Then they pulled another trick, and made CR actually matter.  CR=character level-character level wealth.  If you give a monster character level wealth, you have to add 2 to it's CR.  Then they made sure that anything over CR 10 either had a batch of immunities, or was the equivalent of a prestige classed, multiclassed character.  Fae are like Mystic Theurges, two spellcasting classes in one with their racial magic combined with magic.  Aberrations tend to fall into a similar category, with more debuffing plus full casting than double spellcasting.  Outsiders are Eldritch Knight material, while dragons are Eldrtich Knights  dialed up to about 13.

But, back to monks.  Monks are not full combat characters - they're 3/4 BAB characters.  With the abilities they have basically, they're designed to get anywhere, avoid getting removed from combat by damage, spell, poison, power, or any other ability that would ordinarily remove a character from combat, and get whatever they need to do done.  They can fight really well, if they get a full attack action, but really, their strength lies in versatility and mobility, rather than lethality.  their stunning fist combined with vital strike can cause lots of trouble, while their sheer movement abilities can make them part of the battlefield itself, gettign wherever they must be no matter what its in their way (to save someone who is about to die, to back up the rogue with a much needed flank, to stun a caster into insensibility to help out the party for a round so they can get into better positions, etc.).   Everyone is used to monks being the AD&D combat monsters they used to be, and they simply aren't that anymore.

Offline LunarSageTopic starter

Re: D&D (in every incarnation), Pathfinder and other System Games
« Reply #271 on: July 27, 2011, 09:28:42 PM »
*Remembers Oriental Adventures in AD&D and shudders*

Because anything "Eastern" has to be superior to normal "Western" themed content in just about -any- RPG.

*Remembers the big fanboy katana obsession from the 90s and shudders again*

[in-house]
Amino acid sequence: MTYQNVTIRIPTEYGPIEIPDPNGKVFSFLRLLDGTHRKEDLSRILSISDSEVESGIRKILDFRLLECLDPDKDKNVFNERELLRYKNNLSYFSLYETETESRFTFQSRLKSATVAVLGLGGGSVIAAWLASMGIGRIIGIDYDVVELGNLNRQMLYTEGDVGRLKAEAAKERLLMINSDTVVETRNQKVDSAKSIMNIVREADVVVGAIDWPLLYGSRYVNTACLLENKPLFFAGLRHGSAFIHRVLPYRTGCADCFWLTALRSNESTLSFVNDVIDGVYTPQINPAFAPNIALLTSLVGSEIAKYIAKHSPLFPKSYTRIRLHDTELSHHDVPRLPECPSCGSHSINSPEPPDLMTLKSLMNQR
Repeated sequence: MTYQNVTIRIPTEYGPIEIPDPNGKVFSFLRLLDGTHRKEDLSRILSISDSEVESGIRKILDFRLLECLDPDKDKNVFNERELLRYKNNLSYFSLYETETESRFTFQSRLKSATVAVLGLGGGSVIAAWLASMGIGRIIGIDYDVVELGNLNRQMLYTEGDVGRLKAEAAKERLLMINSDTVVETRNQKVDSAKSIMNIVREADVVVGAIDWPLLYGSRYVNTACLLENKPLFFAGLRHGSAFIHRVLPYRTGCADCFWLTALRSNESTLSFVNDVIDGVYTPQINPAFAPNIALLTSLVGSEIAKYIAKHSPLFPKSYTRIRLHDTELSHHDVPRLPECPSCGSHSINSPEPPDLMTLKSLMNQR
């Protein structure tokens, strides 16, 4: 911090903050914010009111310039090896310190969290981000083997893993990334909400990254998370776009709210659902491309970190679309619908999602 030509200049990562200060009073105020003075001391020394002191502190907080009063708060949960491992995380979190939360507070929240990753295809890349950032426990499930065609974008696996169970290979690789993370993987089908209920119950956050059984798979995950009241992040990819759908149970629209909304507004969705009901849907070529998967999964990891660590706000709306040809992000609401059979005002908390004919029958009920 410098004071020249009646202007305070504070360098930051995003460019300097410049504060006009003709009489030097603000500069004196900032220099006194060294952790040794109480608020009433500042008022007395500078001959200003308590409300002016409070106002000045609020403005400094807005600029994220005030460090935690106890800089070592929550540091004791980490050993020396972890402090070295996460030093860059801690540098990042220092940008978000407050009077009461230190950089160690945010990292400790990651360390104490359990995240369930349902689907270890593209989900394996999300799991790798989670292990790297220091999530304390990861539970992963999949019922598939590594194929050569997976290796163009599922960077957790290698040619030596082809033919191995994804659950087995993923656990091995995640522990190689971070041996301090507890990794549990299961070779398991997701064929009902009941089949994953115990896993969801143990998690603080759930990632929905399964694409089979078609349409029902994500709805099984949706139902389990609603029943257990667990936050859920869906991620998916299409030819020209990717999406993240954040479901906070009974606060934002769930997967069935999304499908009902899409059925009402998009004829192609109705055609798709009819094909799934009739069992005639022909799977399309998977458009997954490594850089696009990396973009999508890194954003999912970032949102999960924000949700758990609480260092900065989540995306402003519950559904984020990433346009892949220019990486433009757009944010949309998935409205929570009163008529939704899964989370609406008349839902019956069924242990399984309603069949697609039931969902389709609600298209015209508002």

Online TheGlyphstone

Re: D&D (in every incarnation), Pathfinder and other System Games
« Reply #272 on: July 27, 2011, 09:32:08 PM »
The problem was that 'not dying' wasn't really a character role, and that was the only thing Monks were good at for a long time. Through most of 3.5, they were just a disjointed heap of class features that either contradicted themselves (high speed+dependence on full attacking for damage+no pounce=disaster), were counterproductive (Diamond Soul was a bigger problem to party healers than enemy casters, and their 'Capstone' actually made them worse by making them untargetable by several useful buffs), or just plain weak (Slow Fall could be replaced entirely by a 2,000GP ring). They were championed as the 'caster-killer', but debuted with zero means of actually combating the typical caster defenses of flight/invisibility/miss chances/goons. Their dependence on multiple stats, moreso than any class except the Paladin, made them shine best in rolled-stat games with excellent luck, and lackluster in games with point-buy or lower dice rolls.

The general nerfing of casters and spells and buffing up of melee in PF helped with that, but the monk's problem has always been its status as the dumping ground for every kung-fu and wuxia movie trope of the past fifty years (seriously, what does talking to plants have to do with the ability to punch extra hard, turn incorporeal, and slow-fall?). PF's archetypes fix this by giving the monk variants synergistic and useful class features, and combined with that general pumping of combatants, finally making them a class that does their job and does it well.
« Last Edit: July 27, 2011, 09:33:58 PM by TheGlyphstone »

Offline Thufir Hawat

Re: D&D (in every incarnation), Pathfinder and other System Games
« Reply #273 on: July 28, 2011, 08:08:42 AM »
*Remembers Oriental Adventures in AD&D and shudders*

Because anything "Eastern" has to be superior to normal "Western" themed content in just about -any- RPG.

*Remembers the big fanboy katana obsession from the 90s and shudders again*
Yeah, I always had lots of fun with the adherents of this particular obsession, too ;D.

Online TheGlyphstone

Re: D&D (in every incarnation), Pathfinder and other System Games
« Reply #274 on: July 28, 2011, 08:45:49 AM »
But was true! Katanas could totally cut through tanks! I saw it on the internet!